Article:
Todays Date
March 25, 2023

An autumn of a decisive turning point

By Bardhyl ZAIMI


The Western Balkans is gradually entering a new phase of perspective. The large number of delays in the past period, largely due to intrusive and profoundly atavistic policies in their conception, seem to have yet another commitment, reinforcing their orientation to be part of the EU.

The gloomy look of the past seems to give way to a glimmer of hope coming from European chancellors increasingly concerned with Europe’s geography and value system to integrate the troubled region of the Western Balkans.

Following the failure of the opening of negotiations in June, North Macedonia and Albania are likely to open accession negotiations in October, as announced. If, until recently, there were doubts about whether the two countries would start talks in October, there is already a decisive turning point that October is likely to turn into a month of European engagement.

Germany, namely the German Bundestag, has already opened another horizon for Albania and North Macedonia. The DW reports that the CDU/CSU and SPD parliamentary groups have adopted a document that gives the green light for starting negotiations with Albania and North Macedonia. However, German lawmakers have additional conditions for Albania, and they split them into two phases. Two of them must be completed before the first membership conference and seven before the second conference begins, i.e. the opening of the first chapters (23 and 24).

The document is expected to be approved at the Bundestag on Thursday night, after a 45-minute debate. The only party expected to oppose the negotiations with the two Western Balkan countries is the opposition parliamentary group Alternative for Germany (AfD). Other opposition parties, the Green and the FDP’s liberals, are expected to say yes, while the left is still uncertain but leaning towards yes.

Undoubtedly, this is great news for both countries, which over time, in the broader context, have shown a tendency to keep up with EU commitments to open negotiations. Despite the internal dynamics that are not always coherent with policy downturns, the two countries in this period have shown much greater commitment to meeting the minimum conditions for creating momentum for thinking by the EU countries and Germany in particular, which has at all times stimulated and promoted the concept of enlargement with the Western Balkan countries. Chancellor Angela Merkel is the promoter of this vision for a more engaged approach to the region. This is also confirmed by the Berlin Process initiative in 2014, which has already created another integrative engagement with concrete commitments and investments.

In line with these commitments, there were recent statements by French President Macron, who despite the concept and vision of deepening the European idea before eventual enlargement, meanwhile demanded much greater engagement by French diplomacy for the reintegration of the Western Balkans into European geography. With the announcement of talks with North Macedonia and Albania, the region is now embarking on other dimensions of stability and security, political, economic and generally democratic development that guarantees prosperity for all citizens.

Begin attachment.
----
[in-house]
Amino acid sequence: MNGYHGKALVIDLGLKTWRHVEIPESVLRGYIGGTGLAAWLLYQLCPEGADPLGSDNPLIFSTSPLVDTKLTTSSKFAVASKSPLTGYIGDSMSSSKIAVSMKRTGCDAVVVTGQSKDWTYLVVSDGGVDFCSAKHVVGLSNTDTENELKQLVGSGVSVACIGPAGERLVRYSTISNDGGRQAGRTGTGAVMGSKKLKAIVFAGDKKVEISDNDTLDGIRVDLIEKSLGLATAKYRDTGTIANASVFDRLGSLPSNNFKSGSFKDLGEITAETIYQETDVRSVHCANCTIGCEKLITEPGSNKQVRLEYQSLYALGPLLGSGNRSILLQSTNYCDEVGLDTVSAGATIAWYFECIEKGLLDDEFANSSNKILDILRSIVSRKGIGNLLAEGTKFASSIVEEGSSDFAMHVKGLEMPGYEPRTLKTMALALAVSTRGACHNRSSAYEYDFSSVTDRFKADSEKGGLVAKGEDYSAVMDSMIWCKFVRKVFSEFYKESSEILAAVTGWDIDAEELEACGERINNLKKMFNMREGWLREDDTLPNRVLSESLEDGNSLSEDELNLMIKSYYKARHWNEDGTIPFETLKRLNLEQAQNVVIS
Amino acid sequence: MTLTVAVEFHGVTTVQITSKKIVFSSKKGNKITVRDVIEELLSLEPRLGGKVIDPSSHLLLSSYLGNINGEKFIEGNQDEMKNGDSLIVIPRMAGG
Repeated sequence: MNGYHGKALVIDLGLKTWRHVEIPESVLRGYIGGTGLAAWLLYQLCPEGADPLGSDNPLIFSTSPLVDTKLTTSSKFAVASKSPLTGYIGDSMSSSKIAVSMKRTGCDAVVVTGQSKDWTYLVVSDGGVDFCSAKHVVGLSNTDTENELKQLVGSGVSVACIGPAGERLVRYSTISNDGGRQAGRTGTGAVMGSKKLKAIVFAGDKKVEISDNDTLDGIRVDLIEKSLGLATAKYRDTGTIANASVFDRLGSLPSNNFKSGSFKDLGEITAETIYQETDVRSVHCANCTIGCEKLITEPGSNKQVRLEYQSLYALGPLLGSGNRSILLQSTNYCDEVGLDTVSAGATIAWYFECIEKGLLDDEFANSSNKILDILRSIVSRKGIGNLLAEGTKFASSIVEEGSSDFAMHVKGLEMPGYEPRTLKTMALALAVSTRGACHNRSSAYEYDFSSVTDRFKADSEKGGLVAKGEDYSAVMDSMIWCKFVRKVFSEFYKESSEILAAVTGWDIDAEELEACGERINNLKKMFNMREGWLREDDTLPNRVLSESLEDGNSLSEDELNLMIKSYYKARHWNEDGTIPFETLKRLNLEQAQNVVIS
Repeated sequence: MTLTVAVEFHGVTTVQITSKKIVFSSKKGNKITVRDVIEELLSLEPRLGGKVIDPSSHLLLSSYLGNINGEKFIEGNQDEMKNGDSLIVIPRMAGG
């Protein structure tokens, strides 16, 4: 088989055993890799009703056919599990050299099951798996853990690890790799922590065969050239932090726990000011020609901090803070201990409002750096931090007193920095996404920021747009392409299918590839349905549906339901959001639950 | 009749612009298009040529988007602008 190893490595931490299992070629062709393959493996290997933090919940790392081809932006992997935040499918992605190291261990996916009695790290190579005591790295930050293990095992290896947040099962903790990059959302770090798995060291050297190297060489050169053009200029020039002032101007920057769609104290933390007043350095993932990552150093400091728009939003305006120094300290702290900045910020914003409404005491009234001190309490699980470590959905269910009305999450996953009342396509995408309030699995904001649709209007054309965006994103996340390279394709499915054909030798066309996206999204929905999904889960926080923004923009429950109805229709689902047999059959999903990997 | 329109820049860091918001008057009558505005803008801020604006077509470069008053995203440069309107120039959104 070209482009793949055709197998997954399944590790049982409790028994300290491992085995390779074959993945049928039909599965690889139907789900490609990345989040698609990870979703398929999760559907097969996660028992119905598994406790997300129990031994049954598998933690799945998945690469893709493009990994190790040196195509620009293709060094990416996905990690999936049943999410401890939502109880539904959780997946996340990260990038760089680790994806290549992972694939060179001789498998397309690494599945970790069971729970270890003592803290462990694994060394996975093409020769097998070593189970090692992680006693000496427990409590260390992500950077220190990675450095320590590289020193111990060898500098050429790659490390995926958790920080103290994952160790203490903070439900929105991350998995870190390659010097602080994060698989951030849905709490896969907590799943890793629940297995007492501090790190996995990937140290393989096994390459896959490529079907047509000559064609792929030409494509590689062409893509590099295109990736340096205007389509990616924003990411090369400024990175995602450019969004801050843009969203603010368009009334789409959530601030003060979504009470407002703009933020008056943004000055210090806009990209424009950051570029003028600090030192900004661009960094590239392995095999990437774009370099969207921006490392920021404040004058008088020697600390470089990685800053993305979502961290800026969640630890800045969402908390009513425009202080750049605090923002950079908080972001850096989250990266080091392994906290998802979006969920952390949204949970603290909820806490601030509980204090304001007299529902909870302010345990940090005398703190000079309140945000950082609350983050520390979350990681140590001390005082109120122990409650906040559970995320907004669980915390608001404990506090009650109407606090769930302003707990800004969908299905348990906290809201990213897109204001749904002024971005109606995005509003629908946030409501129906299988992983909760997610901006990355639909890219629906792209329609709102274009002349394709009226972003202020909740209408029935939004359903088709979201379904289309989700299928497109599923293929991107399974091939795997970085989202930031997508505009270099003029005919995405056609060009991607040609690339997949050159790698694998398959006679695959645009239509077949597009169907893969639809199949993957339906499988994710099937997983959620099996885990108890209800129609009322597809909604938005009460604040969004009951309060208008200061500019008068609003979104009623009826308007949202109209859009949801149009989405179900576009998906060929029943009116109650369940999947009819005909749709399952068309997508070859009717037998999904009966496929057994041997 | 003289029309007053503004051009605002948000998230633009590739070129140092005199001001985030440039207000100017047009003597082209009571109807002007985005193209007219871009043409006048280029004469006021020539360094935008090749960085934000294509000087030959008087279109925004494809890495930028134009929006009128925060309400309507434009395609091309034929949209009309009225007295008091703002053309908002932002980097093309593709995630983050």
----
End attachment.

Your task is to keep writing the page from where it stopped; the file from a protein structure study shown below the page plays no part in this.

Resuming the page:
In almost all areas of institutional and public life, the EU and the United States have shown extraordinary caution, investing huge sums of money in aligning standards with those of the EU. The EU and the US commitments to Euro-Atlantic integration have been consistent and systemic. In a recent statement, European Commission spokeswoman Maja Kocijancic said that since the early 1990s the EU had invested over 11 billion Euros in the Western Balkans.

All the time the EU has invested in all sectors in the countries of the region. Infrastructure projects, as well as continued support for the media and other public actors, are the focus of EU investment in the countries of the region. Recently, these specific commitments and investments have been reaffirmed at two EC conferences this year, in Poznan, Poland and in Podgorica, Montenegro. The EU’s efforts to integrate into the region have always been tangible and persistent despite local stereotypes sometimes created by forces that do not want the good for the region.

Specific facts and figures can measure the planning of European funding in the countries of the region, in terms of overall development and progress, despite some intrusive forces that have invested only in fake news and sabotage for this essential orientation of the region.

However, the Western Balkan countries are on the verge of a major historic turning point, in front of another horizon that enables systemic breakthroughs and enables better standards and better living for all citizens. Europe seems to be finally returning the Western Balkans to its geography, to its concept of values and progress. The German Bundestag vote, as well as the readiness of other EU countries to fully integrate the region into European geography and institutional life, should be seen in this context.

It will certainly be a long road with many challenges, but now the light at the end of the historic tunnel illuminates another future within the European concept and beyond other influences that want to keep the region in perpetual instability, in dramatic situations conceived in conflicting rhetoric that produces constant “bitterness” in the face of their blurred agendas.

The future of the Western Balkans is in the EU, and fortunately a new momentum of political transposition and way of thinking is created that will enable much greater understanding of this timely sent ambition by the countries from the region and generously accepted by the European Union.


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